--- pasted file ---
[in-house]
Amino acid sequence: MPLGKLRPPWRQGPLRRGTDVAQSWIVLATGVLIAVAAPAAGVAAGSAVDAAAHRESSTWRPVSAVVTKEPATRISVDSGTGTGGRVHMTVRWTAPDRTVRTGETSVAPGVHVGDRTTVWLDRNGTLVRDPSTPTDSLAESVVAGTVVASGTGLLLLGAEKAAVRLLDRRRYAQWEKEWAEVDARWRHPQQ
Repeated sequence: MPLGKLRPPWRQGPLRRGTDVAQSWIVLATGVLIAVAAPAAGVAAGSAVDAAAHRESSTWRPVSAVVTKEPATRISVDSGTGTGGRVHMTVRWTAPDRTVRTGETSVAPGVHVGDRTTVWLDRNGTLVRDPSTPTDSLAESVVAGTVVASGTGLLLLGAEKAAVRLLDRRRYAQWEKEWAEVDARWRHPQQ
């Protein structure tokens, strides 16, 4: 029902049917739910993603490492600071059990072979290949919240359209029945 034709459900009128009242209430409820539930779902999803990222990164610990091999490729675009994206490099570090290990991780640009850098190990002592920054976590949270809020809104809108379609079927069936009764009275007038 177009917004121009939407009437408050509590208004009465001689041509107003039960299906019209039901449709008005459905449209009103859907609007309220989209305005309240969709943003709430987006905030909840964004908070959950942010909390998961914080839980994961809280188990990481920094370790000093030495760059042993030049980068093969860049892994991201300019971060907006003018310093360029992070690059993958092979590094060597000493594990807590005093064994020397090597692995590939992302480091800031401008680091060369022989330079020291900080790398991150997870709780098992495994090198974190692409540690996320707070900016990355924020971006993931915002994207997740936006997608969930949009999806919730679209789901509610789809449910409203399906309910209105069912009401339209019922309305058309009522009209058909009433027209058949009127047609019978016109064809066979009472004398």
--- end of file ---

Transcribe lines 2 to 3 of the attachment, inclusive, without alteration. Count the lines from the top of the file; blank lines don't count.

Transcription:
Amino acid sequence: MPLGKLRPPWRQGPLRRGTDVAQSWIVLATGVLIAVAAPAAGVAAGSAVDAAAHRESSTWRPVSAVVTKEPATRISVDSGTGTGGRVHMTVRWTAPDRTVRTGETSVAPGVHVGDRTTVWLDRNGTLVRDPSTPTDSLAESVVAGTVVASGTGLLLLGAEKAAVRLLDRRRYAQWEKEWAEVDARWRHPQQ
Repeated sequence: MPLGKLRPPWRQGPLRRGTDVAQSWIVLATGVLIAVAAPAAGVAAGSAVDAAAHRESSTWRPVSAVVTKEPATRISVDSGTGTGGRVHMTVRWTAPDRTVRTGETSVAPGVHVGDRTTVWLDRNGTLVRDPSTPTDSLAESVVAGTVVASGTGLLLLGAEKAAVRLLDRRRYAQWEKEWAEVDARWRHPQQ